According to information released by the Minnesota Department of Revenue, property taxes statewide are projected to decrease for the first time since 2002.

July 30, 2013 ST. PAUL, MN – After more than a decade of continuous property tax increases, Minnesotans will benefit from property tax relief in 2014.

According to information released by the Minnesota Department of Revenue, property taxes statewide are projected to decrease for the first time since 2002.

Increased aid to local governments, sales tax exemptions for cities and counties, and direct property tax refunds for hundreds of thousands of homeowners and renters included in Governor Mark Dayton’s Budget which is projected to decrease property taxes next year by an estimated $121 million, or 1.5 percent.

“Without property tax relief, Minnesotans would have seen an increase in their property taxes next year – continuing a decade-long trend of rising property taxes,” said Revenue Commissioner Myron Frans. “Instead, when new local aids, credits, and exemptions are factored-in, along with increased refunds for homeowners and renters, we estimate property taxes will fall in Minnesota by $121 million.”

Since 2002, property taxes have gone up 86 percent.

Those increases were due in part to repeated cuts in aid to local governments, and cuts in direct property tax refunds for Minnesotans. Between 2002 and 2013, County Program Aid was cut by 39 percent, and Local Government Aid was cut by 25 percent – putting pressure on local governments to cut services and raise property taxes.

According to the new information released today by the Department of Revenue, between 2003 and 2013, property taxes went up every year – by as little as $92 million in 2011 to as much as $507 million in 2006.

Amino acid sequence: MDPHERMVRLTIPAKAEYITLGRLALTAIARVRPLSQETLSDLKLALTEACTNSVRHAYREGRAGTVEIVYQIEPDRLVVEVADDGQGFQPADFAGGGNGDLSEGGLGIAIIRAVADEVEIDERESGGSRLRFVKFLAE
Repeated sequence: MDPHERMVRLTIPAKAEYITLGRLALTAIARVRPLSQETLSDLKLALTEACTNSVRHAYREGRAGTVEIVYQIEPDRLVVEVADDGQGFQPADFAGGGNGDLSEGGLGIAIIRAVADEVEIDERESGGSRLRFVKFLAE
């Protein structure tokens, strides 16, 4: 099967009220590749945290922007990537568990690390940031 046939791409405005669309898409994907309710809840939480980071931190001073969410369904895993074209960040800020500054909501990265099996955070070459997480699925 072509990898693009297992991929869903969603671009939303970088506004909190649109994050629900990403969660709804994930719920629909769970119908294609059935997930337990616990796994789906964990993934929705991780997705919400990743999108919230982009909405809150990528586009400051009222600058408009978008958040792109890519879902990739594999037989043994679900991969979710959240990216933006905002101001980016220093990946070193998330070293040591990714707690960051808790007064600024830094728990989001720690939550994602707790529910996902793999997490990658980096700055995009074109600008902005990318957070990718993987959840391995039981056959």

Those increases in property taxes made Minnesota’s tax system more regressive, placing a higher burden on middle class families, senior citizens on fixed incomes, and small businesses.

The recently passed budget increases Local Government Aid by $80 million and County Program Aid by $40 million annually. The budget also reinstates township aid at a $10 million level.

Watonwan County  Auditor Donald Kuhlman says the aid Watonwan County will receive in this new formulation increases from $499,197 this year to $511,198 next year.  

City Manager Joe McCabe says St. James will receive an additional $232,109 next year. Government aid goes from $1,336,057 this year to $1,568,166 next year.

McCabe said the city was just beginning the process of budgeting for next year. He said some of the dollars may go back to residents as property tax relief, but the amount of the relief depends on what major medical insurance will cost the city and what new equipment purchases will cost.

Sales Tax Relief for Cities and Counties – The budget provides a sales tax exemption for local governments, allowing them to collect less in property taxes from their residents. This change will provide property tax relief for Minnesota homeowners and renters by reducing local government expenses by an estimated $172 million.

Property tax relief may be short lived, especially for farmers due to soaring land valuations. The county  assessor’s office does an annual increase in property valuations at the start of the year.  The dramatic increase in the price of farmland that has been sold in the county over the last couple of years means property tax assessments will be made from a much higher level.   

Homestead Credit Refund – In 2014, Homestead Credit Refunds to homeowners are projected to increase by $117 million. Minnesota homeowners who received a refund last year will see an average increase in their refund of 27 percent. Over 137,000 more homeowners will now be eligible for this refund.

Property Tax Relief for Renters – The budget provides more property tax relief to renters by increasing funding for the Renter’s Property Tax Refund program. This program is projected to increase $23 million in 2014. Renters who received a refund last year will see an average increase of 25 percent in their refunds next year. Over 30,000 more renters will now be eligible for refunds in 2014.

Minnesota homeowners and renters may be eligible for a property tax refund. The deadline to apply for that refund is just a few weeks away. In order to file for a property tax refund, Minnesotans must complete their applications online or by mail by August 15, 2013. While the deadline to file is August 15, homeowners and renters have an additional one year grace period to claim a refund for 2013.

To find out if you qualify for a property tax refund, or to complete your application online, visit the Minnesota Department of Revenue website.